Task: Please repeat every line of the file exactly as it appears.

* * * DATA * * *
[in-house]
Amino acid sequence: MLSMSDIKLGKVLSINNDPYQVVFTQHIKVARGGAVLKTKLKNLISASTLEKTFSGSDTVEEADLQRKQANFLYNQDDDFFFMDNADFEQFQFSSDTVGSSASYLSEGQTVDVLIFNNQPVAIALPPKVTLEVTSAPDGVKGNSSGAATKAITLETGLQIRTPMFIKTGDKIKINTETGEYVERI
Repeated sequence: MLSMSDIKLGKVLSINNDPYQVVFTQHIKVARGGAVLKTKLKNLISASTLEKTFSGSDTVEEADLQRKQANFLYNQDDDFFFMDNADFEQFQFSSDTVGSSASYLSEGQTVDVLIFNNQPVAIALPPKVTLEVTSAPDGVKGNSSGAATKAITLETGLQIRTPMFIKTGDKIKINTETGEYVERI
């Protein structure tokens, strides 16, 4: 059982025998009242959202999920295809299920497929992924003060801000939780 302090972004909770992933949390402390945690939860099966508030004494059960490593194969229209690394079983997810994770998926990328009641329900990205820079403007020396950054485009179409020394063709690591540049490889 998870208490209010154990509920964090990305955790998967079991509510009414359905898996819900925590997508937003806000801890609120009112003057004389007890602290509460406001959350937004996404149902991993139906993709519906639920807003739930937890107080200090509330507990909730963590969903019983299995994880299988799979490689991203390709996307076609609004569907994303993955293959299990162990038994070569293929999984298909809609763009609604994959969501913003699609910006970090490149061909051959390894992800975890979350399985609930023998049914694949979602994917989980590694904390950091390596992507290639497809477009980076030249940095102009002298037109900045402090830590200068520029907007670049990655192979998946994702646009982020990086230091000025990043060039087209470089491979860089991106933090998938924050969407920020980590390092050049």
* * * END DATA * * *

[in-house]
Amino acid sequence: MLSMSDIKLGKVLSINNDPYQVVFTQHIKVARGGAVLKTKLKNLISASTLEKTFSGSDTVEEADLQRKQANFLYNQDDDFFFMDNADFEQFQFSSDTVGSSASYLSEGQTVDVLIFNNQPVAIALPPKVTLEVTSAPDGVKGNSSGAATKAITLETGLQIRTPMFIKTGDKIKINTETGEYVERI
Repeated sequence: MLSMSDIKLGKVLSINNDPYQVVFTQHIKVARGGAVLKTKLKNLISASTLEKTFSGSDTVEEADLQRKQANFLYNQDDDFFFMDNADFEQFQFSSDTVGSSASYLSEGQTVDVLIFNNQPVAIALPPKVTLEVTSAPDGVKGNSSGAATKAITLETGLQIRTPMFIKTGDKIKINTETGEYVERI
């Protein structure tokens, strides 16, 4: 059982025998009242959202999920295809299920497929992924003060801000939780 302090972004909770992933949390402390945690939860099966508030004494059960490593194969229209690394079983997810994770998926990328009641329900990205820079403007020396950054485009179409020394063709690591540049490889 998870208490209010154990509920964090990305955790998967079991509510009414359905898996819900925590997508937003806000801890609120009112003057004389007890602290509460406001959350937004996404149902991993139906993709519906639920807003739930937890107080200090509330507990909730963590969903019983299995994880299988799979490689991203390709996307076609609004569907994303993955293959299990162990038994070569293929999984298909809609763009609604994959969501913003699609910006970090490149061909051959390894992800975890979350399985609930023998049914694949979602994917989980590694904390950091390596992507290639497809477009980076030249940095102009002298037109900045402090830590200068520029907007670049990655192979998946994702646009982020990086230091000025990043060039087209470089491979860089991106933090998938924050969407920020980590390092050049």